The details of the Michael Bloomberg fraud case are in two fold. First, two checks were deposited into two separate bank accounts in the amounts of $230,000 and $190,000 by a single person working alone. Second, another person actually transferred $10,000 from Mr. Bloomberg’s bank account to a stock trading account which he ultimately spent the entire stolen cash. According to the case investigators, there was no evidence that the two people were actually connected to each other or planned the crimes together, although, both crimes occurred within a period of two months.
There are two observations I would like to draw from both of these crimes.
First, with regards to the forged checks, although it’s not very easy for anyone to create a counterfeit check, it’s also not extremely difficult to create them with some basic knowledge of check components and computer software. However, the person who created the counterfeit check in the Michael Bloomberg fraud case must have had some basic information about the bank account, Mr. Bloomberg’s address, and the bank itself. A copy of his signature would also be helpful to deposit the check and conclude the crime. Although, bank transactions are now closely monitored post 9/11, the fact that Mr. Bloomberg is a high target identity, made the criminal think that he can get away with two check deposits of large sums as it should not be very unusual for a billionaire to write large amount checks to purchase products or services. That’s why I think that high target identities are at a much higher identity theft risks than others because they tend to have multiple and bigger bank accounts than others and also more frequently exchange larger sums of money in single transactions. Now, the question is how did the person collect the necessary personal information to execute the Michael Bloomberg fraud case? I think investigators would have to ask the criminal to answer this question but as individuals we should secure our personal information including cancelled checks from predatory eyes, which can be used to facilitate an identity theft crime against us.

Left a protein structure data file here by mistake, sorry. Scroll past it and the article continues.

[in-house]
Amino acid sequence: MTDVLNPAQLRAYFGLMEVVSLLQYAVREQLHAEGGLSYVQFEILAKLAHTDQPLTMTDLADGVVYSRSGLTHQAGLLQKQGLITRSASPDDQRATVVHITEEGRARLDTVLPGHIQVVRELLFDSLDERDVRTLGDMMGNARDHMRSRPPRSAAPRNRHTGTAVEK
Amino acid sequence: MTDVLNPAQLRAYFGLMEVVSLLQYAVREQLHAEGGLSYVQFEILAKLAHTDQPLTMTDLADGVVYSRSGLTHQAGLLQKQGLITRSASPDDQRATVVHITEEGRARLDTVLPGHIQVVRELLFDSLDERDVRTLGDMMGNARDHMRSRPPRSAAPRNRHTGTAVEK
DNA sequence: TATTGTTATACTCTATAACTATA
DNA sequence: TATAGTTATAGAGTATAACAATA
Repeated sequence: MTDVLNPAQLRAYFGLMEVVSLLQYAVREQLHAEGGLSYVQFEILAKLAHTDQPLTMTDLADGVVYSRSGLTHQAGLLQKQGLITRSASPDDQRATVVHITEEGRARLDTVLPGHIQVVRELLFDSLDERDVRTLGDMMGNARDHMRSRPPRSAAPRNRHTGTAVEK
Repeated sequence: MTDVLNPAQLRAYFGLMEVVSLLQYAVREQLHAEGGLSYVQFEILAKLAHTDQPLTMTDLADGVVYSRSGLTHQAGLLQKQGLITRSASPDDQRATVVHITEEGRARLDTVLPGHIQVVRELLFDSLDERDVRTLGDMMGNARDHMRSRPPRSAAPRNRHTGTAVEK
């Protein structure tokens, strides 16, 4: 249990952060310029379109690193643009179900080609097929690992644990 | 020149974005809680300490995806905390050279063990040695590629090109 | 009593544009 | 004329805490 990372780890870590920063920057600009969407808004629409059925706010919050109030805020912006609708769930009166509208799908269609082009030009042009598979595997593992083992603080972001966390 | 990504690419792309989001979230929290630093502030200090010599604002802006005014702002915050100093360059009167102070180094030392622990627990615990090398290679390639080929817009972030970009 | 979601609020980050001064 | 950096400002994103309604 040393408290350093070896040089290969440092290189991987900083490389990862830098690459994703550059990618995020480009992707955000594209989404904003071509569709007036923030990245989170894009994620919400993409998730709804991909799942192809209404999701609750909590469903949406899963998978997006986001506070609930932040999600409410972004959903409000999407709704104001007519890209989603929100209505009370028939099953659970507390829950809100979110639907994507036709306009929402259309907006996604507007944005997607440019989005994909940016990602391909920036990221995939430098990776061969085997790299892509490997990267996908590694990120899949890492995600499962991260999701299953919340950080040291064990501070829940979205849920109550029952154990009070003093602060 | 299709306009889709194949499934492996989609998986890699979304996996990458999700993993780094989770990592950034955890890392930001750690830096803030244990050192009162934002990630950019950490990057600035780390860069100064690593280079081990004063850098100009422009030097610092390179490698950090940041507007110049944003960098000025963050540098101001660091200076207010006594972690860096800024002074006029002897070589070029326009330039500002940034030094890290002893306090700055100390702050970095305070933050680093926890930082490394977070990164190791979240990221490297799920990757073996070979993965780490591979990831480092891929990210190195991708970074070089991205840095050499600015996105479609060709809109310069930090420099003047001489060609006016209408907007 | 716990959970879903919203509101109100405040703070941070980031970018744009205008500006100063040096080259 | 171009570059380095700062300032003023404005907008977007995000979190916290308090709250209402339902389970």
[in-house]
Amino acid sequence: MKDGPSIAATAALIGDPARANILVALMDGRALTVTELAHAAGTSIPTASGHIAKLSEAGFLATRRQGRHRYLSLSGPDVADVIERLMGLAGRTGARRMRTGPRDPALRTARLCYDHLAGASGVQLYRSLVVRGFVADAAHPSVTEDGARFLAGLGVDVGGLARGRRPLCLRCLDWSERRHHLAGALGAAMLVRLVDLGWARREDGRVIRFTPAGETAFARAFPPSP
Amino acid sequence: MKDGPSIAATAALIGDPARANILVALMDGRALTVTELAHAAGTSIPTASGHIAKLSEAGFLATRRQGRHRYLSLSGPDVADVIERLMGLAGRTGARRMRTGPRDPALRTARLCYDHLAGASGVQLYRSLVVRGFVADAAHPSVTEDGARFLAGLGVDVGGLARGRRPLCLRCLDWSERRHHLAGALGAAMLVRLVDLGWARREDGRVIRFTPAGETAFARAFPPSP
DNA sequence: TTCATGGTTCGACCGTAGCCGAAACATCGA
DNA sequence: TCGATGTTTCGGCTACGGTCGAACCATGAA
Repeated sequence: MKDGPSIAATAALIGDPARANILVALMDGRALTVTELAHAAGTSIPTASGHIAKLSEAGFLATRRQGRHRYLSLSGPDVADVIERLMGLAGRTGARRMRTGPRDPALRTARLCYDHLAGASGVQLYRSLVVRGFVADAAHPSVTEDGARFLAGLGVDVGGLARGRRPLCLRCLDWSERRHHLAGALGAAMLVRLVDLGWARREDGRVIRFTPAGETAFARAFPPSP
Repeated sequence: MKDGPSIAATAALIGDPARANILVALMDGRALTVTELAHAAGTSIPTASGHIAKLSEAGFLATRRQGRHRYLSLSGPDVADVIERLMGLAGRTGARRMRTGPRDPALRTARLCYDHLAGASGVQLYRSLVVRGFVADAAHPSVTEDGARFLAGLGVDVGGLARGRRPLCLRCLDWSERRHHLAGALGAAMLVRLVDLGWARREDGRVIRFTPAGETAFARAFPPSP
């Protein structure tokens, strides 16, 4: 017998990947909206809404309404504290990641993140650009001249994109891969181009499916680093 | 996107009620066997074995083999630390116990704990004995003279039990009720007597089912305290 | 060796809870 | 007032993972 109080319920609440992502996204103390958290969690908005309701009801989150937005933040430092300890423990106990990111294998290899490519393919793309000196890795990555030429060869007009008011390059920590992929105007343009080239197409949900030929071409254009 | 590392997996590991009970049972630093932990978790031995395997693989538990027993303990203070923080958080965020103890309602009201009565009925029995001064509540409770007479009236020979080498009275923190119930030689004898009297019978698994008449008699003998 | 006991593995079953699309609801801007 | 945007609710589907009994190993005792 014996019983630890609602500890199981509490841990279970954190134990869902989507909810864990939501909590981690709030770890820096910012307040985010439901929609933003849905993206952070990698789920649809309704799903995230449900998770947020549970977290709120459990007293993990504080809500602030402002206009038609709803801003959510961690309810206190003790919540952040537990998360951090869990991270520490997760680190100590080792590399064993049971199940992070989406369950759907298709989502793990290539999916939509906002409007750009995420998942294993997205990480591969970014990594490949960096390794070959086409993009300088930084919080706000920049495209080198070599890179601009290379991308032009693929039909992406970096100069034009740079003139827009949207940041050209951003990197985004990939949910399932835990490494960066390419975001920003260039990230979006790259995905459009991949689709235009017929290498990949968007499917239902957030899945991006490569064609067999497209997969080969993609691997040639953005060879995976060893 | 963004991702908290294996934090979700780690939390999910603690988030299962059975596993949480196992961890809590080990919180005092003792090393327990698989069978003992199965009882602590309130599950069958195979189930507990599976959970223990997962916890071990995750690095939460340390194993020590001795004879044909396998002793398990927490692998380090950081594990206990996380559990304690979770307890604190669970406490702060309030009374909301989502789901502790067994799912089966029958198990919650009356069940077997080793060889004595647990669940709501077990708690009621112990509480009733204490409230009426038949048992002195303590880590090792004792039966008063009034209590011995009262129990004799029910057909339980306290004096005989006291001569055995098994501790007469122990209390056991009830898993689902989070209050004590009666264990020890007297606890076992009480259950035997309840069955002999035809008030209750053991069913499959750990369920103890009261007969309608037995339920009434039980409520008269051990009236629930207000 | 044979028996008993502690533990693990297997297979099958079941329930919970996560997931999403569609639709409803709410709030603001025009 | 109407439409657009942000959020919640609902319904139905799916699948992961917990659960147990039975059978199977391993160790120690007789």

Second, how did the second person gain access to Mr. Bloomberg’s bank account to make the cash transfer from the account to his stock trading account? Did he discover Mr. Bloomberg’s password and accessed his online account to make the transfer or did he penetrate the bank systems to commit his crime? Or maybe he walked into the bank with a fake ID and account information to make the transfer. Either way, we should attempt to reduce the risks of identity theft in any way we can and one of the solutions is to select strong passwords that are hard to guess by criminals, never shared and secured at all times. Learn about password security.
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